Iranian voters are to elect a new president Friday, with the ultraconservative Ebrahim Raisi expected to replace the moderate Hassan Rouhani after a host of candidates were disqualified.

The vote comes at a time when the recession-hit country is in talks with world powers to revive a battered 2015 nuclear deal and at pains to end a punishing US sanctions regime.

Buzz has been minimal in Tehran, where campaign posters are sparse, as observers expect no major surprises and countrywide turnout is predicted to hit a new low among an electorate exhausted by social and economic crisis.

The field was further reduced to six candidates on Wednesday when one of only two reformists allowed to run, former vice president Mohsen Mehralizadeh, dropped out of the race, according to official media.

Ultimate power in Iran, where a 1979 revolution toppled the monarchy, lies with the supreme leader, Ayatollah Ali Khamenei, but the president has significant influence on issues from industrial policy to foreign affairs.

The landmark achievement of Rouhani’s two consecutive four-year terms, the maximum allowed, was the accord under which Tehran accepted limits on its nuclear programme in return for relief from international sanctions.

But hopes Iran would reap the benefits were dashed in 2018 when then-US president Donald Trump ripped up the deal and launched a “maximum pressure” campaign aiming to diplomatically and economically isolate it.

The country of 83 million, blocked by the US from selling its oil to and trading with much of the world, was plunged into recession while Rouhani and his camp were harshly criticised by ultraconservatives for having trusted the West.

Iran saw anti-government unrest in the winter of 2017-18 and again in November 2019 — harshly put down both times — before the Covid-19 pandemic came and hit Iran harder than any other country in the region.

– Ending sanctions –
Raisi, aged 60 and the former head of the country’s judiciary, belongs to the ultraconservative camp that is distrustful of the West and often labels the US the “Great Satan” or the “Global Arrogance”.

Some Iranian media see him as a possible successor to Khamenei, 82.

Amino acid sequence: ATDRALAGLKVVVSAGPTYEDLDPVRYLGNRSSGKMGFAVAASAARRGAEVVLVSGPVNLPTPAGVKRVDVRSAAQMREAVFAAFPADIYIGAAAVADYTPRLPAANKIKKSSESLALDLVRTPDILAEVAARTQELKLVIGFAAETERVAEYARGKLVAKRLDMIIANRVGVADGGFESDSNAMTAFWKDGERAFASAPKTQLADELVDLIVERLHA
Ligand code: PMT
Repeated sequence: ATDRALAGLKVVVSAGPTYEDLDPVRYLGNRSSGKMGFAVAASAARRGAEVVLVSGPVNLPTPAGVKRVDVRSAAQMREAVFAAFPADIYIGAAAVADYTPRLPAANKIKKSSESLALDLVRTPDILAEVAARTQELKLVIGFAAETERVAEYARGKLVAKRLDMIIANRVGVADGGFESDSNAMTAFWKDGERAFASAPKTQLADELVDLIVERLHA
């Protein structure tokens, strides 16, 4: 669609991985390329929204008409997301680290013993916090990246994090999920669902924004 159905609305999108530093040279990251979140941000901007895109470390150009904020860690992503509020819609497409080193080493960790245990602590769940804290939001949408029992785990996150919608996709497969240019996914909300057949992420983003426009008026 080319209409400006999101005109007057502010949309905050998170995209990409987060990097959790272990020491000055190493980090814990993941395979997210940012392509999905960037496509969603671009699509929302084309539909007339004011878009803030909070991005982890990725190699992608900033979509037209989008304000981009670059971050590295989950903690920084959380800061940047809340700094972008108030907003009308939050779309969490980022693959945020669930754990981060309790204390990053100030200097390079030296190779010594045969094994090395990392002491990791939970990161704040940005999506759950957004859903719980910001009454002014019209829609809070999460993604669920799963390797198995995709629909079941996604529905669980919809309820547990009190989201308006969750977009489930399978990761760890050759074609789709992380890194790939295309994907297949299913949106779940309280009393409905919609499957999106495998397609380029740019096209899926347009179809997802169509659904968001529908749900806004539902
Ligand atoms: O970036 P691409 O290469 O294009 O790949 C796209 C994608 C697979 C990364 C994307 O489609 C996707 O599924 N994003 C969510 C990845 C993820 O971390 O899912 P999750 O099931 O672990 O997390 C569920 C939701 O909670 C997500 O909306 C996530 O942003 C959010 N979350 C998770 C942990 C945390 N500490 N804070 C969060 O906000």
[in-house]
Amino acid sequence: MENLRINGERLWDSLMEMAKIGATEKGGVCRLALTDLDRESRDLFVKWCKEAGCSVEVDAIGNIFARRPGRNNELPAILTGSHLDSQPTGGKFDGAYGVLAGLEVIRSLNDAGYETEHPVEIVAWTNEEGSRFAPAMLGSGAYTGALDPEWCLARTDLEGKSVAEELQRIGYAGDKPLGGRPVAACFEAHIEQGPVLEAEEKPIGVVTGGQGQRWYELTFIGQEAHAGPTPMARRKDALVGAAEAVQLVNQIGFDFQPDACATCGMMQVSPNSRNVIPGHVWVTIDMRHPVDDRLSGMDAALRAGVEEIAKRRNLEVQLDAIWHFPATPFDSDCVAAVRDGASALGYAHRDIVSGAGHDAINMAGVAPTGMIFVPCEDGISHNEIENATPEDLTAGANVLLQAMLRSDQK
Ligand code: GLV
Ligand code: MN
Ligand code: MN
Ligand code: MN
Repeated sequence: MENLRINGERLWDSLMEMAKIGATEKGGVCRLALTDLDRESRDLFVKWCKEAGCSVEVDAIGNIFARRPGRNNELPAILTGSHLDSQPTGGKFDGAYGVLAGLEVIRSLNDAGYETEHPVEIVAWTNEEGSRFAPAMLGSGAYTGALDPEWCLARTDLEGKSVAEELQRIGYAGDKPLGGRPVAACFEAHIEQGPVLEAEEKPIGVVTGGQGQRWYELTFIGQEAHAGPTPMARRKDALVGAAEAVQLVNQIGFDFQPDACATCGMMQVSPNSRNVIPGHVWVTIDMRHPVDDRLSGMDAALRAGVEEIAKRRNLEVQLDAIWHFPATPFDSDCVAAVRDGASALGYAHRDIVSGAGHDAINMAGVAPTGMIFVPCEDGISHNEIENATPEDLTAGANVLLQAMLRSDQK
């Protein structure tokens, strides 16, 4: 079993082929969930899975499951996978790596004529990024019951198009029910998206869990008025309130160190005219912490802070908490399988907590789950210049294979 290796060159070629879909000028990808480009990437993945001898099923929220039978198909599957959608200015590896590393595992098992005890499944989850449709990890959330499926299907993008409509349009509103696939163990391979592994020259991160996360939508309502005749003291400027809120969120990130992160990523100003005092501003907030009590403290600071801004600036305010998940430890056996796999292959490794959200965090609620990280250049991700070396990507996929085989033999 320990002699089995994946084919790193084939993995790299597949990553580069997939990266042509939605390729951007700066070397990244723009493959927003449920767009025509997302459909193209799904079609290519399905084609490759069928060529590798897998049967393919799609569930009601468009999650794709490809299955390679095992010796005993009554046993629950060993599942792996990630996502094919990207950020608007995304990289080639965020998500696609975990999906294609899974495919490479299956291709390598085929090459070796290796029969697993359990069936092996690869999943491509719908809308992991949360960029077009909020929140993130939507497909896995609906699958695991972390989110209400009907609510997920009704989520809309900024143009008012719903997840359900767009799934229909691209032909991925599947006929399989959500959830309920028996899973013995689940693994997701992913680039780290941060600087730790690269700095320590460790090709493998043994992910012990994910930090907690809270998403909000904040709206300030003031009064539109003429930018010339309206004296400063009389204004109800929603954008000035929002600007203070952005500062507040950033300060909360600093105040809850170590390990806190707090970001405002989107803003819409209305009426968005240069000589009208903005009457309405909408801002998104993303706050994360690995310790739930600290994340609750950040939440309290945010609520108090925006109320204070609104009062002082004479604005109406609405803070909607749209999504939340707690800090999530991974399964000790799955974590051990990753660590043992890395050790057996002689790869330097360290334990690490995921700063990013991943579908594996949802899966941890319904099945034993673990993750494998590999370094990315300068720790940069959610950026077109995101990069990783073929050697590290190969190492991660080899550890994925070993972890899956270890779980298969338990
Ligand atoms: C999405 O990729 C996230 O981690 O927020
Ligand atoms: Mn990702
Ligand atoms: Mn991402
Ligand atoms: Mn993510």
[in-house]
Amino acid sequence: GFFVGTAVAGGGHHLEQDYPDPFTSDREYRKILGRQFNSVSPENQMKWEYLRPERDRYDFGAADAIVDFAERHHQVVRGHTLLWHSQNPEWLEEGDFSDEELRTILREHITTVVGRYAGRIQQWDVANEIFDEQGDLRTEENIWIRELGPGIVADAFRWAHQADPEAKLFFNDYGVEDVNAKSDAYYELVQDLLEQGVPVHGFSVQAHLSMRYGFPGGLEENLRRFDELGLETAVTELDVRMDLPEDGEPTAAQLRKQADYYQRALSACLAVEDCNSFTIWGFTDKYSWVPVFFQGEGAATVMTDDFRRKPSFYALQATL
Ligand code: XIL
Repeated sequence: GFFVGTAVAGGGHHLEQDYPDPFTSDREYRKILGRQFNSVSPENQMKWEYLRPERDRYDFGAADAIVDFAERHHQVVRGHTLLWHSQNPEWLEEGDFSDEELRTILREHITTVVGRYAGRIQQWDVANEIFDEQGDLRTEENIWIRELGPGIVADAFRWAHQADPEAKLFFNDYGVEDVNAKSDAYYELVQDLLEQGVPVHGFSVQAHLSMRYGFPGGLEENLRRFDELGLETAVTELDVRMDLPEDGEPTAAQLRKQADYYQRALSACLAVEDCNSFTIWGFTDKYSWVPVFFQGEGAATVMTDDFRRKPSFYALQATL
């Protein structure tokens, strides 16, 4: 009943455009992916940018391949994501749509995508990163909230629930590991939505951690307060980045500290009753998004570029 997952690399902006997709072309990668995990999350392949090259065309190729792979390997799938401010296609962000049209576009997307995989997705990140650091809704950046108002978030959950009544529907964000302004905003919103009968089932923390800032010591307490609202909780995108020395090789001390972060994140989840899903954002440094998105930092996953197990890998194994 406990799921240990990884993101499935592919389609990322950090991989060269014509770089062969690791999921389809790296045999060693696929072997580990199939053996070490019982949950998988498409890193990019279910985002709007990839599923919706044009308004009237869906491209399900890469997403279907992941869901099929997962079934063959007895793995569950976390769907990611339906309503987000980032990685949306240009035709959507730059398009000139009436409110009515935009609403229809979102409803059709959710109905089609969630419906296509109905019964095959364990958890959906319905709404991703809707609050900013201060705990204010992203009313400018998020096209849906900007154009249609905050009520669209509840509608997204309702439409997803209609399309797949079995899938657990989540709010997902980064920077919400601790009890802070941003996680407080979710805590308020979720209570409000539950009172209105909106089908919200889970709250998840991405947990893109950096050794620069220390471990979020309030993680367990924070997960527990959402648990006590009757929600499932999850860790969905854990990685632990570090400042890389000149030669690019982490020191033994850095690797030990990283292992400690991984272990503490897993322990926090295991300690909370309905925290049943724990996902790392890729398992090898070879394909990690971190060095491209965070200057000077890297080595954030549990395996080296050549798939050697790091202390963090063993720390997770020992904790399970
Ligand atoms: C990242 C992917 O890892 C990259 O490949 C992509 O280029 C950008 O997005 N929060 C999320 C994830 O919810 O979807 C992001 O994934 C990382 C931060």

A Raisi victory would mean that, months after US President Joe Biden ousted Trump, with his uncompromising stance on Iran, from the White House, the pendulum would swing the other way in Tehran.

Analysts however point out that this would be unlikely to derail ongoing talks in Vienna between Iran and the other remaining parties to the nuclear deal — Britain, China, France, Germany and Russia — which have been indirectly joined by the United States.

The pain of Trump’s ramped-up sanctions, which sparked a currency collapse, galloping inflation and spiralling job losses, is the unifying electoral theme, and all candidates agree Iran should return to the nuclear deal to end them.

The internal decision to try to revive the agreement “transcends factional struggles,” Clement Therme, a researcher at the European University Institute in Italy, told AFP.

In a live televised debate, Raisi avoided clashing with reformists, instead focusing on Iranians’ economic woes.

His challengers include ex-Revolutionary Guards chief Mohsen Rezai and ultraconservative former nuclear negotiator Saeed Jalili.

Also running is the former central bank governor Abdolnasser Hemmati, who is seen as a reformist but lacks the support of the main reformist coalition.

Mehralizadeh, who on Wednesday withdrew his candidacy, was the only candidate to score less than one percent in pre-election polls, according to the ISPA polling institute.

– Call to vote –
If no candidate wins a clear majority on Friday, the two top candidates will go head-to-head in a runoff a week later, on June 25.

Few campaign posters are visible in Tehran apart from those of Raisi, who took 38 percent of the vote in the last election in 2017, won by Rouhani.

The mood has been dampened by coronavirus restrictions on public gatherings, and observers expect many voters to abstain — a trend that tends to favour the conservative camp.

Last year’s parliamentary elections saw a 57 percent abstention rate and a conservative sweep of the legislature, after thousands of mostly reformist or moderate candidates were disqualified.

Tehran nursing student Narges, 20, like many young Iranians, said she was mainly concerned with making ends meet and worried about her future. Asked about the presidential election, she said she did not have “any particular feelings” about it.

Until last month, the Iranian press had widely predicted a showdown between Raisi and moderate conservative Ali Larijani, an adviser to Khamenei.

But after the powerful Guardian Council barred Larijani and other heavyweights from the poll, those who remain in the race appear unlikely to pose a serious challenge to Raisi.

With opposition groups outside Iran calling on social media for a boycott, Khamenei has urged Iranians to come out in droves to cast their ballots in a show of defiance to the “enemies of Islam”.

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